CHRISTMAS and Easter are the most sacred Christian...


April 16, 1994

CHRISTMAS and Easter are the most sacred Christian holidays. One has a fixed date, the other floats around the secular calendar within a range of almost five weeks. Why? asks The Economist.

It just sort of happened. There is little evidence either in history or theology to support Dec. 25 as Jesus' birthday, The bTC Economist observes. The western churches didn't even adopt that date until some 400 years later, and some eastern churches celebrate it in January.

Somehow the urge to fix a date for Easter never struck church leaders in the early centuries of Christianity. The Council of Nicaea in 325 set the date as the first full moon of spring, which could fall any time between March 22 and April 25.

Astronomers note the real moon doesn't behave that way. The calculation, according to The Economist, is based on a hypothetical moon that circles the earth in 29 days one month, 30 days another. "This was a world of less trade and little travel," The Economist notes.

"Precise time barely mattered."

It matters more now, at least in the secular world. Easter can be the first warm-weather holiday of the year, or the last chance for winter sports in the upper altitudes. So many secular holidays are now arranged for the convenience of the tourist business and its customers, why not Easter?

Sacrilege? The Economist doesn't think so. Since Good Friday and Easter are public holidays in much of western Europe, and the largest Christian denominations are based there, they might celebrate "the dawn of the third millennium with the burial of this absurd relic of the past."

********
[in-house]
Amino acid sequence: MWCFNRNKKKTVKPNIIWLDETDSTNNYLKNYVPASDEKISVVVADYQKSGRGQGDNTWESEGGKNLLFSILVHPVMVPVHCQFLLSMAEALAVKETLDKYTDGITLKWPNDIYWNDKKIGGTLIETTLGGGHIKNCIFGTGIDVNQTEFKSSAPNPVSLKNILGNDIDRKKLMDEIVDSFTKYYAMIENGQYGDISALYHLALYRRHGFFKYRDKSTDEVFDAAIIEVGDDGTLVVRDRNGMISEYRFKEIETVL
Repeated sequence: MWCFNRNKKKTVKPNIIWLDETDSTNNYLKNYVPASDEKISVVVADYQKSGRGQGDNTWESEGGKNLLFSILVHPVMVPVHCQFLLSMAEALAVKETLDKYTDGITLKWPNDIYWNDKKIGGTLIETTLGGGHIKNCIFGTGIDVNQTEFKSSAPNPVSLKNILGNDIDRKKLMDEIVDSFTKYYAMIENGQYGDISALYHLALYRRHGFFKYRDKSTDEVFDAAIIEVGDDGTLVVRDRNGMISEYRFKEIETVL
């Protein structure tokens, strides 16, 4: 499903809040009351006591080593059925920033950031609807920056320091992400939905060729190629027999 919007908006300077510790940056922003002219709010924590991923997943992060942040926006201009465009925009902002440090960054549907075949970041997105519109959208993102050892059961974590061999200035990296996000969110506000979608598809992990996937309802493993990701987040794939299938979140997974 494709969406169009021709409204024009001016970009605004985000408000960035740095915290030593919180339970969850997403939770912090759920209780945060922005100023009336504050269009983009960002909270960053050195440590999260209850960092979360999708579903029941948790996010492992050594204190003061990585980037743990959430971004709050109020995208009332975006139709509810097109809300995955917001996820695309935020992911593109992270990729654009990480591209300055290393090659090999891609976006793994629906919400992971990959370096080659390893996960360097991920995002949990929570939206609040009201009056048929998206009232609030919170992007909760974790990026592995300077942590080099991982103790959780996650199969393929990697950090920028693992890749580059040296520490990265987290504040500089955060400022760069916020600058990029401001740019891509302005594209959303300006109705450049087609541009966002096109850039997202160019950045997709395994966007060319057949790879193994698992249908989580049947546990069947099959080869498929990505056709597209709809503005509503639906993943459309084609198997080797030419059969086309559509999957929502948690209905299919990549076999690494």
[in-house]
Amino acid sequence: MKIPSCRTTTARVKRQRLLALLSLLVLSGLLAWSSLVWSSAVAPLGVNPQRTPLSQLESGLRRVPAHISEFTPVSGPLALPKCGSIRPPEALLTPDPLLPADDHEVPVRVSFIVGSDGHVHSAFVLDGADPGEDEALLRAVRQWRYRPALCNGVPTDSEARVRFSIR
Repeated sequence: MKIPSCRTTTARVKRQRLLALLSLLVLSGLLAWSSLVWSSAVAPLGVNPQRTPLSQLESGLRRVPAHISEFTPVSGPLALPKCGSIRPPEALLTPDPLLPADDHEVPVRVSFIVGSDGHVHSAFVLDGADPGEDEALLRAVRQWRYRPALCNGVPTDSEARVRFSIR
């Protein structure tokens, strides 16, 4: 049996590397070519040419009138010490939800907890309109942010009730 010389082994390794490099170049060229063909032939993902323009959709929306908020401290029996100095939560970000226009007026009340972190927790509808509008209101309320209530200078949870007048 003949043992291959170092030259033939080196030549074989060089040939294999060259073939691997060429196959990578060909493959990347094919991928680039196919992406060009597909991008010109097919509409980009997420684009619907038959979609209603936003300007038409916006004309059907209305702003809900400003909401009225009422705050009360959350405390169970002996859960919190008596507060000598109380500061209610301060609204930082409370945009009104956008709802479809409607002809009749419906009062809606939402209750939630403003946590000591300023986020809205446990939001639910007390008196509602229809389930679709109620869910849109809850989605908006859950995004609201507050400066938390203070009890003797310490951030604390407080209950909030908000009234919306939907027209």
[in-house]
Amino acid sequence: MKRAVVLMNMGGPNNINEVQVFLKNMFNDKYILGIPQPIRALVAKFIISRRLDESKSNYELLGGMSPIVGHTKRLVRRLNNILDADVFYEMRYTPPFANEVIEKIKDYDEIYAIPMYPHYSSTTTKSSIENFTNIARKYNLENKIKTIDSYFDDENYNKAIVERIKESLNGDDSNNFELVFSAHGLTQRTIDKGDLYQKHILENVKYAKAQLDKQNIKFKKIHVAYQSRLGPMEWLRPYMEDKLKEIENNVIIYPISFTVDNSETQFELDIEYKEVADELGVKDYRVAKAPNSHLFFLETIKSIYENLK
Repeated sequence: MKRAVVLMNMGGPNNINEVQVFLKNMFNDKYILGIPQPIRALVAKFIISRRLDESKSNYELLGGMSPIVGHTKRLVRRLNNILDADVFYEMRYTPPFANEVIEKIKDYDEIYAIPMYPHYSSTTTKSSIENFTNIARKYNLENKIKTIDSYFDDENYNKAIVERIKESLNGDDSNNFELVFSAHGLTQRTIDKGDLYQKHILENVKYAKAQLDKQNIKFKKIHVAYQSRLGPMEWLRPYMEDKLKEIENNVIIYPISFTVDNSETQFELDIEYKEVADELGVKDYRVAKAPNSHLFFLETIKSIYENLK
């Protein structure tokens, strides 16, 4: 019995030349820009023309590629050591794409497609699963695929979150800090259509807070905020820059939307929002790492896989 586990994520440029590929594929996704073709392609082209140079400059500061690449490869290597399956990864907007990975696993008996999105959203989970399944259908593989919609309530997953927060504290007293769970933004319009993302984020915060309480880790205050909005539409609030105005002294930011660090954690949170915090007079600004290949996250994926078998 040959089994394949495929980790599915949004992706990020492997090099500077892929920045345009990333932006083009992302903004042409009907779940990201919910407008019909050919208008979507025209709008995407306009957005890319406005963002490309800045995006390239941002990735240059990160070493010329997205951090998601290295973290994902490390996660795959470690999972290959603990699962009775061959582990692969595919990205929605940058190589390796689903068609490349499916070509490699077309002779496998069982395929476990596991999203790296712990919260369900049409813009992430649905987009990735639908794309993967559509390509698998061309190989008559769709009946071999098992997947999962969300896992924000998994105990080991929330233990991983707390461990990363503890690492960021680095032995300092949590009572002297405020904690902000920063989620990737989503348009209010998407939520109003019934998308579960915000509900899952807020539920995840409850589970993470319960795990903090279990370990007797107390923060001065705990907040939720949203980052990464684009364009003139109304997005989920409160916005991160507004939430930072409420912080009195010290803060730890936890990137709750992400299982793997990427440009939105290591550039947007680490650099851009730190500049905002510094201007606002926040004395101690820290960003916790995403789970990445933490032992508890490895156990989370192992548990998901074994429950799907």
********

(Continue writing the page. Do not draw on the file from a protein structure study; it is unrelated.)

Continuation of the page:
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IT COMES AS no surprise that U.S. school children regularly flunk current-affairs quizzes. A new survey shows they don't get any better as adults.

The Times Mirror Center for the People and the Press recently surveyed people in eight nations on their attitudes toward the press. It asked five questions about world leaders or events.

More than a third of Americans (37 percent) couldn't answer even one question correctly. Only the Spanish came close (32 percent). The other countries were Germany (3 percent could give no answer), Italy (18 percent), Britain (22 percent), France (23 percent), Canada (27 percent) and Mexico (28 percent).

Fewer than half of the Americans (42 percent) could answer two or more of the questions, compared with 90 percent of the Germans.

The questions: Which country is threatening to withdraw from the nuclear non-proliferation treaty? Which group recently reached a peace accord with Israel? Which ethnic group has conquered much of Bosnia? Who is the president of Russia? Who is U.N. secretary general?

If you regularly read this page and can't answer all of these questions, please don't tell us. It would break our hearts.

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